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How Schnucks and SpartanNash Succeed With In-Store Technology

Companies shared their “secret sauce” on the GroceryTech stage
Emily Crowe, Progressive Grocer
Representatives from Schnucks and SpartanNash took to the GroceryTech stage in Dallas to discuss the implementation of new tech within their stores.

Bringing new technology to the store level can often be a bit of a balancing act for grocery retailers, from making the initial investment to enabling associates to utilize it efficiently and beyond. Representatives from St. Louis-based Schnuck Markets Inc. and food solutions company SpartanNash took to the GroceryTech stage in Dallas this week to discuss the implementation of new tech within their stores, both from the executive perspective and the store manager’s point of view.

Kim Anderson, VP, store operations support, at Schnucks, told Progressive Grocer Editor-in-Chief Gina Acosta that the grocer was an early adopter of many tech transformation initiatives and has been able to move very quickly in recent years to bring new technology to its locations. The company’s “secret sauce” for doing so, Anderson explained, is helping teams in both technology and operations work together and learn to speak the same language.

Additionally, Anderson shared that choosing what technology to deploy and which partners to work with takes a special kind of understanding among those involved. With vendor partners in particular, Anderson believes they have to be able to see the grocer’s vision or see where the fire is that they’re hoping to put out.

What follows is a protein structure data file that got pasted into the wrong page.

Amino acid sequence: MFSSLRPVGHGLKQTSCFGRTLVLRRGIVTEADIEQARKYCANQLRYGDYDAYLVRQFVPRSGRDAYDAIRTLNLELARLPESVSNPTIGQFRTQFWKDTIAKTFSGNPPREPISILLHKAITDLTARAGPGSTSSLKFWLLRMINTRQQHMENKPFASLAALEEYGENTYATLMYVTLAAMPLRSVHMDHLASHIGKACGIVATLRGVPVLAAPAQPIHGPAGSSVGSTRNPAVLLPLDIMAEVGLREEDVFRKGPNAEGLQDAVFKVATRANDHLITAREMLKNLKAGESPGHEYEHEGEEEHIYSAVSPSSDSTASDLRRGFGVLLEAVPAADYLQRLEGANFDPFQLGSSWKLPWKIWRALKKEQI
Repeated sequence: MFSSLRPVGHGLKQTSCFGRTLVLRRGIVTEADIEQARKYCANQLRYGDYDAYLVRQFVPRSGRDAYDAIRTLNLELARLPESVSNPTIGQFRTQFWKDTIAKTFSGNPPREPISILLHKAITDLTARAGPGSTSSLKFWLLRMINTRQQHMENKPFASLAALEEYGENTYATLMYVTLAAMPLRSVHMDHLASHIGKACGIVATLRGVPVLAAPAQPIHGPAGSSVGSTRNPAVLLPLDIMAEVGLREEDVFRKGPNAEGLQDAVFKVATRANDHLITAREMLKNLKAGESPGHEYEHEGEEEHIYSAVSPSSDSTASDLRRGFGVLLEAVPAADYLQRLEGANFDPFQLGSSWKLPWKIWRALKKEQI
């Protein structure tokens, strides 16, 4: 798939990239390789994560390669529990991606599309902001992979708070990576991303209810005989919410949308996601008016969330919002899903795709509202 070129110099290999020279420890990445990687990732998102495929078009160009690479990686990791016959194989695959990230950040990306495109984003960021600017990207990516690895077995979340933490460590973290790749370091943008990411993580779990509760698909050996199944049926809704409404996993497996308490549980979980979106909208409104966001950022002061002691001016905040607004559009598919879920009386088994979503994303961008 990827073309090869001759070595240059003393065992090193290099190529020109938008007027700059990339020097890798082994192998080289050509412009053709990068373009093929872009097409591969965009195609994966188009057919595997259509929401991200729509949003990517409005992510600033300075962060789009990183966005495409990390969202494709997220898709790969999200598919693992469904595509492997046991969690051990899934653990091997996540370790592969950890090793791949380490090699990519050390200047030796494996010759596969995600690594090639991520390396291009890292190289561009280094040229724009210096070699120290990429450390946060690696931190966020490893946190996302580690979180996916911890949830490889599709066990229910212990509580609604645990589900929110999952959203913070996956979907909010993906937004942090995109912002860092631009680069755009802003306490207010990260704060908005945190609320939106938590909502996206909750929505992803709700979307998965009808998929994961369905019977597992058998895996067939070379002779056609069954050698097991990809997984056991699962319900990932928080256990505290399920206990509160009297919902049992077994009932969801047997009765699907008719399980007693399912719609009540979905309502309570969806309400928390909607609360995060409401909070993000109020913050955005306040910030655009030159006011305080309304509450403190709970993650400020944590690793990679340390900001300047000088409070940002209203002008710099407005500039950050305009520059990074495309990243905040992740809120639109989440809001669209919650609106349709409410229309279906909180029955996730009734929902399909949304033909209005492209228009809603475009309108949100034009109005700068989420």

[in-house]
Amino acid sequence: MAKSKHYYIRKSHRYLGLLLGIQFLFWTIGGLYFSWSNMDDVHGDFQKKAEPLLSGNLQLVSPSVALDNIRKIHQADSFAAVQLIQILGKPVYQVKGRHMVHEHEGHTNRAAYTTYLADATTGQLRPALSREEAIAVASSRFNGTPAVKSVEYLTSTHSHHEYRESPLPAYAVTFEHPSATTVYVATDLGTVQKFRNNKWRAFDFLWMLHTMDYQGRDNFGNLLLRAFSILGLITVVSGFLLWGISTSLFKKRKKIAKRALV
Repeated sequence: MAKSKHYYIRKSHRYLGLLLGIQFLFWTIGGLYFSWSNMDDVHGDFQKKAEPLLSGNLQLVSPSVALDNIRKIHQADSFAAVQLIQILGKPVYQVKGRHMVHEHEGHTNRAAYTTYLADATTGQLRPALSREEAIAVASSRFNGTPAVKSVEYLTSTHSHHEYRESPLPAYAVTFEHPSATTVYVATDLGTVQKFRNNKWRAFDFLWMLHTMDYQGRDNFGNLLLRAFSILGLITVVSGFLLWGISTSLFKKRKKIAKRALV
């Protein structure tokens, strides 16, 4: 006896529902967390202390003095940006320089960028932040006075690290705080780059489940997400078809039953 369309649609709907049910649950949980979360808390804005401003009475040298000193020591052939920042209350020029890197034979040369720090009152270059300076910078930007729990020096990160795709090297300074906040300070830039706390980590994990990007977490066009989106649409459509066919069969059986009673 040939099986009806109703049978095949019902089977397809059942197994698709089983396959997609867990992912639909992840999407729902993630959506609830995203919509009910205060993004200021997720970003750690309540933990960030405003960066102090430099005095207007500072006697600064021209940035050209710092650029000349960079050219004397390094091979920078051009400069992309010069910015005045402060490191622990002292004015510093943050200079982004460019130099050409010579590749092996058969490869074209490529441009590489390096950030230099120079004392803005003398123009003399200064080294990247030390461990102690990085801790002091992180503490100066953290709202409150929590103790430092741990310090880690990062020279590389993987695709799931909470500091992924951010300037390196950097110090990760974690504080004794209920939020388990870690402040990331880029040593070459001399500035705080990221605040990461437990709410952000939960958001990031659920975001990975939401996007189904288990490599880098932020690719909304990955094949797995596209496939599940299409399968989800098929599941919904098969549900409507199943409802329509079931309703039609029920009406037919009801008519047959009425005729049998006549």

[RELATED: Inventory Robots Viewed as Essential Part of Store Team]

As for technology deployment at the store level, Schnucks Store Manager Adrian Salazar told the audience that setting expectations early on and asking for feedback from associates is a key part of making sure integration is successful. In the case of Schnucks’ deployment of Simbe Robotics’ Tally robot into its stores, the teams knew they were working with something special, but still took time to level set with employees and explain how the technology would make their jobs easier. 

“Coming up with a really good plan is one of the most important pieces,” Salazar shared. “You definitely have to have feedback loops in the beginning, whether it's addressing issues quickly or just listening to the feedback on how this can be improved. I think having those open ears or at least acknowledging the ideas and saying, ‘Hey, we'll put that into consideration’ is really important.”

Tyler King, VP of finance operations at SpartanNash, also joined the conversation to speak about the company’s integration of Tally into its tech stack. For SpartanNash, King explained, Tally represented an opportunity to get more products in its shoppers’ baskets and grow top-line sales.

“With this technology we felt that it was easily integrated and it worked with most of our systems,” he explained. “It was an ability for us to kind of go in and run kind of quickly. And for us, we're seeing that top-line growth. You've got more items on the shelf. So that's kind of how we built it as really a sales lift.” 

SpartanNash was also able to work with Simbe to explain the value proposition to its customers of having Tally in the aisles, as well as the fact that the technology is not taking away from the human aspect of the shopping experience.

“We really did a good job in partnering with Simbe to really explain to the customer that this is going to be a better experience for you,” King said. “And we are taking that labor and shifting it to more value-added tasks in the store. We spend more time now stocking because of the reports that we're getting from Tally several times a day. So that customer is now feeling a better experience.”

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